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ANTIBODY RESPONSE TO THE PLASMODIUM FALCIPARUM ANTIGEN VAR2CSA IN PREGNANT WOMEN RESIDING IN MALARIA ENDEMIC AREAS

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Title:ANTIBODY RESPONSE TO THE PLASMODIUM FALCIPARUM ANTIGEN VAR2CSA IN PREGNANT WOMEN RESIDING IN MALARIA ENDEMIC AREAS
Authors:Lloyd, Yukie Michelle
Contributors:Taylor, Diane W. (advisor)
Biomed Science (Tropical Medicine) (department)
Keywords:Immunology
Microbiology
Molecular biology
antibody
Cameroon
show 4 moreCSA
placental malaria
Plasmodium falciparum
VAR2CSA
show less
Date Issued:Dec 2018
Publisher:University of Hawaiʻi at Mānoa
Abstract:In malaria endemic countries, placental malaria (PM) has detrimental consequences for both the mother and her baby. PM is caused when Plasmodium falciparum-infected erythrocytes bind to chondroitin sulfate A (CSA) in the intervillous space in the placenta and sequestrate, leading to excessive inflammation and adverse pregnancy outcomes; such as maternal anemia, premature deliveries and low birthweight babies. Fortunately, pregnant women in malaria endemic areas produce antibodies (Ab) to VAR2CSA and they are associated with improved pregnancy outcomes. Majority of the studies on Ab to VAR2CSA have been conducted in high malaria transmission areas, with very few studies in low- or extremely low transmission areas. Because of the global decline in malaria transmission due to improved prevention methods, high transmission areas are becoming low transmission areas. Although the presence of Ab to VAR2CSA seems to be crucial to protect women from PM in high transmission areas, information on the precise functions of Ab to VAR2CSA and if they are necessary in low transmission areas remain unclear. In this study, Ab to VAR2CSA were evaluated for their association with absence of PM and improved pregnancy outcomes in a low transmission area. Furthermore, four major assays that measure Ab levels, Ab avidity, opsonic phagocytosis and inhibition-of-binding were compared to determine whether data from the assays were associated with each other, and which assays results were associated with absence of PM or improved pregnancy outcomes. Two novel bead-based assays were developed and employed to measure the effector functions of VAR2CSA Ab. The data showed that women with PM had higher Ab levels than women without PM. Thus, the presence of Ab to VAR2CSA was not associated with absence of PM, but in fact indicated placental infection. However, women who had PM benefited from having Ab to VAR2CSA by reducing their likelihood of high placental parasitemia (OR= 0.43; 95% CI: 0.27 to 0.69) and low birthweight babies (OR= 0.44; 95% CI: 0.25 to 0.80). In women who had Ab to VAR2CSA at delivery, Ab levels to VAR2CSA positively correlated with opsonic phagocytosis (r=0.403, p<0.001) and Ab avidity (r=0.351, p<0.0001), and inversely correlated with inhibition-of-binding, shown as the percentage of VAR2CSA-coupled beads remained bound to CSA-coupled beads (r=-0.464, p<0.0001). An increase in Ab avidity and increased baby birthweight (p=0.033) was the only assay and pregnancy outcome that showed statistical significance. For example, women who had more than 35% high avidity Ab to VAR2CSA had babies that averaged (±SEM) 204.6±88.6 grams more than women with <15% high avidity (p=0.022). Inhibition-of-binding was marginally associated with increased baby birthweight (p=0.088). Overall, these data reinforce the importance of Ab to VAR2CSA in a low-transmission area and present the first evidence that, among women who had detectable levels of Ab to VAR2CSA at delivery, Ab avidity was the only quality that was associated with improved baby birthweight.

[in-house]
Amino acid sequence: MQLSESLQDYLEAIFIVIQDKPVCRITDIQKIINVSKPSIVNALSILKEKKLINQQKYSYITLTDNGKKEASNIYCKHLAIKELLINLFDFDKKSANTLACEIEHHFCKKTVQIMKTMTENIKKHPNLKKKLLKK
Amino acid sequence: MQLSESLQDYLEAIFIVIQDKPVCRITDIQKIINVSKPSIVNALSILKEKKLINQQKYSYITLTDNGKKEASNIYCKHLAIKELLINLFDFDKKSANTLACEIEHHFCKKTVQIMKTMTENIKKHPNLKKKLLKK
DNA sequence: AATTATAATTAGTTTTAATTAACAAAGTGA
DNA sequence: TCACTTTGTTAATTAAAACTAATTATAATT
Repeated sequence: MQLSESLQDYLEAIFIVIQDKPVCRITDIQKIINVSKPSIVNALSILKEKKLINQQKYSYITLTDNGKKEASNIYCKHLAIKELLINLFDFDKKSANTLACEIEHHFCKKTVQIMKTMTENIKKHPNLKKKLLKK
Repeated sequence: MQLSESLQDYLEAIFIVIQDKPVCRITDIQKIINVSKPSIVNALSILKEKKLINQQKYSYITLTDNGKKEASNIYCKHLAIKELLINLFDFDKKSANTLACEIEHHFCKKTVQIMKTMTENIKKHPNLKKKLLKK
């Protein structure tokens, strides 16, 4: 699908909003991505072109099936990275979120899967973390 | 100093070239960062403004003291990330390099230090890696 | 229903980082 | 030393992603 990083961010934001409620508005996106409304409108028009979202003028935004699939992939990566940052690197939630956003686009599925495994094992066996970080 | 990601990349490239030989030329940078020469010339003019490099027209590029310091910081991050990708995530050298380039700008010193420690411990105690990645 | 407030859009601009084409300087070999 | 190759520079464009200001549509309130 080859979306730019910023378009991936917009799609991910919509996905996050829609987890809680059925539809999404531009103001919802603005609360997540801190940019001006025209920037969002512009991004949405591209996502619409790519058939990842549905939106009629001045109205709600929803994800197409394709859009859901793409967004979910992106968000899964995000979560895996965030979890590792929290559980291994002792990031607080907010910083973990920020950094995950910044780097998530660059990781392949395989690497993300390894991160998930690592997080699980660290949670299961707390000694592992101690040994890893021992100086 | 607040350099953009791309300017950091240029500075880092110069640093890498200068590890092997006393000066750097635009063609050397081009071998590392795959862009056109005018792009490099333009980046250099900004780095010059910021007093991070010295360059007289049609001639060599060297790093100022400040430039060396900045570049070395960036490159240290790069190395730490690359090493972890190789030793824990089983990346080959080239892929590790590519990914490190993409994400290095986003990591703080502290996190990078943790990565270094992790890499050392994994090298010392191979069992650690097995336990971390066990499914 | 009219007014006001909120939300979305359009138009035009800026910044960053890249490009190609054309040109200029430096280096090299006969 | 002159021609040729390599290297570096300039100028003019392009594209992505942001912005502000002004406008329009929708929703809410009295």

Description:Ph.D. Thesis. University of Hawaiʻi at Mānoa 2018.
Pages/Duration:129 pages
URI:http://hdl.handle.net/10125/62051
Rights:All UHM dissertations and theses are protected by copyright. They may be viewed from this source for any purpose, but reproduction or distribution in any format is prohibited without written permission from the copyright owner.
Appears in Collections: Ph.D. - Biomedical Sciences (Tropical Medicine)


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